Scott Mills – Environmental Educator of the Year 2019

Scott Mills – Environmental Educator of the Year 2019

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This year’s recipient of the Dave McNett Environmental Educator of the Year award, Scott Mills, received his Bachelor of Science and Master of Science at The Ohio State University. He went on to earn a Ph.D. in Ecology and Evolutionary Biology at the University of Arizona in 1979. For the 8 years he was in grad school, Scott was either a research or teaching assistant, included serving as Assistant Curator of Birds for several years at the University of Arizona. After graduation, Scott spent 3 years as a Zoologist for the Nature Conservancy in Tucson, followed by a career as an Environmental Consultant full time until 1998, part time after that. His work spanned a wide range of projects including many surveys and assessments of endangered species.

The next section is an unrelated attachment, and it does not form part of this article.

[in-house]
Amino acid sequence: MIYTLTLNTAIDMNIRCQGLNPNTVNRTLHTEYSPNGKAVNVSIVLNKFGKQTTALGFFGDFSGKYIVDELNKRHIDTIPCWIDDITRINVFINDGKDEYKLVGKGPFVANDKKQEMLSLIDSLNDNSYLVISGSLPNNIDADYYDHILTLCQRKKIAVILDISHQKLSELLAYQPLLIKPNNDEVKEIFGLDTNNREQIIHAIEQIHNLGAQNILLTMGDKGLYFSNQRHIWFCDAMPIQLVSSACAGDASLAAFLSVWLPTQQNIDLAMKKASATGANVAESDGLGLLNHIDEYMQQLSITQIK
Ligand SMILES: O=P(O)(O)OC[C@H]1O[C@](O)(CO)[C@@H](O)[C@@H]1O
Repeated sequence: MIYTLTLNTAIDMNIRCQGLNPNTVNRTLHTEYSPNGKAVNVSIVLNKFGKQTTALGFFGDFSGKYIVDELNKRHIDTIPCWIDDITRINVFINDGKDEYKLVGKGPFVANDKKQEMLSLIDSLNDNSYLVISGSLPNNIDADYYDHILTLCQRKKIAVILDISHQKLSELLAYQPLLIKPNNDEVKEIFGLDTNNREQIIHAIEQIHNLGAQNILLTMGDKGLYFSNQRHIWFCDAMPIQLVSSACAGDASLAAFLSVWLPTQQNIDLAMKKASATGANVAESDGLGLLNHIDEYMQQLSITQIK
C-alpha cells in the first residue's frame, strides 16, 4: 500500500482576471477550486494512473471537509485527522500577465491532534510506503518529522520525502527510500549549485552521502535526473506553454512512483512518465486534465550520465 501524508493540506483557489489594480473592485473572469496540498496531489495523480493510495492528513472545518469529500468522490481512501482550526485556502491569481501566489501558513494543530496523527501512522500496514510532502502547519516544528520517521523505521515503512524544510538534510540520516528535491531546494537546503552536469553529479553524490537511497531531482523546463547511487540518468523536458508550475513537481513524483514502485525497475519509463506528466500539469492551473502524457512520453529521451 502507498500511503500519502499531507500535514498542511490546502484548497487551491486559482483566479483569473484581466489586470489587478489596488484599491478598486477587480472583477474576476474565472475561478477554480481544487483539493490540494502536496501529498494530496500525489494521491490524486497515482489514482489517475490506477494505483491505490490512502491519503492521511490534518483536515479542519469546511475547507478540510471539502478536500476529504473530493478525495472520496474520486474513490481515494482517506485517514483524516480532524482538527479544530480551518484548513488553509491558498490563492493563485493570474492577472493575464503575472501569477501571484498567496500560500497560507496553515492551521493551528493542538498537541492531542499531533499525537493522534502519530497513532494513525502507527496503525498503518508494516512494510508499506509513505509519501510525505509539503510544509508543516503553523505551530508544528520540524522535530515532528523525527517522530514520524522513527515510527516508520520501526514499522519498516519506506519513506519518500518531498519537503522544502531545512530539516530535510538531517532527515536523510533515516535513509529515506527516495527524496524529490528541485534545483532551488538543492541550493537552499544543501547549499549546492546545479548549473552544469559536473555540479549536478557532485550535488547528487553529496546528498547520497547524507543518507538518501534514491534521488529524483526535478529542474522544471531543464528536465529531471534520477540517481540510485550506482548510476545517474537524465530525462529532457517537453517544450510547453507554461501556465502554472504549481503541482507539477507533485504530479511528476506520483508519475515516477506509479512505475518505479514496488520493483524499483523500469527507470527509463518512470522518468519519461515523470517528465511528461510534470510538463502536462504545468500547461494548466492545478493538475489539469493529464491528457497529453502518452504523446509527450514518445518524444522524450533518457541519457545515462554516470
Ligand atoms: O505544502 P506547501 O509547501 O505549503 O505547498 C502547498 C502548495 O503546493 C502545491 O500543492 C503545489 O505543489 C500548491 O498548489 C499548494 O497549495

Scott was active in Tucson Audubon Society, serving on their Board of Directors, Chaired and Co-chaired committees, lead field trips, and taught bird classes. He was on the Arizona Birds Record Committee. Still infected by the teaching bug, Scott taught Ornithology at the University of Arizona as an Instructor for two semesters. Then, fortunately for us, he moved to Olympia in 1999.

Since 2000, shortly after his arrival in the Northwest, Scott has conducted seabird surveys from NOAA ships, and has worked with Westport Seabirds, as a “spotter” on their pelagic birding voyages. Scott has taught bird classes for Black Hills Audubon, Seattle Audubon and the Seattle Audubon Master Birding Class since 2008. Classes have included “Beginning Birding”, “Birding 101”, “Advanced Birding”, “Bird Anatomy and Physiology”, “Birding by Shape”, “Bird Flight”, “Shorebirds”, and “Birds of Washington.”

As a teacher, Scott has a deep grasp of his subject, a patient but enthusiastic teaching style, and a willingness to meet each student where they are, while encouraging and enabling them to learn more. After learning of his selection for the award, Scott’s humble nature and informal style prompted him to decline to attend the BHAS Annual Dinner. When presented with the plaque at the beginning of the class he is currently teaching (Shorebird Identification), Scott typically deflected praise and shared all the credit with BHAS.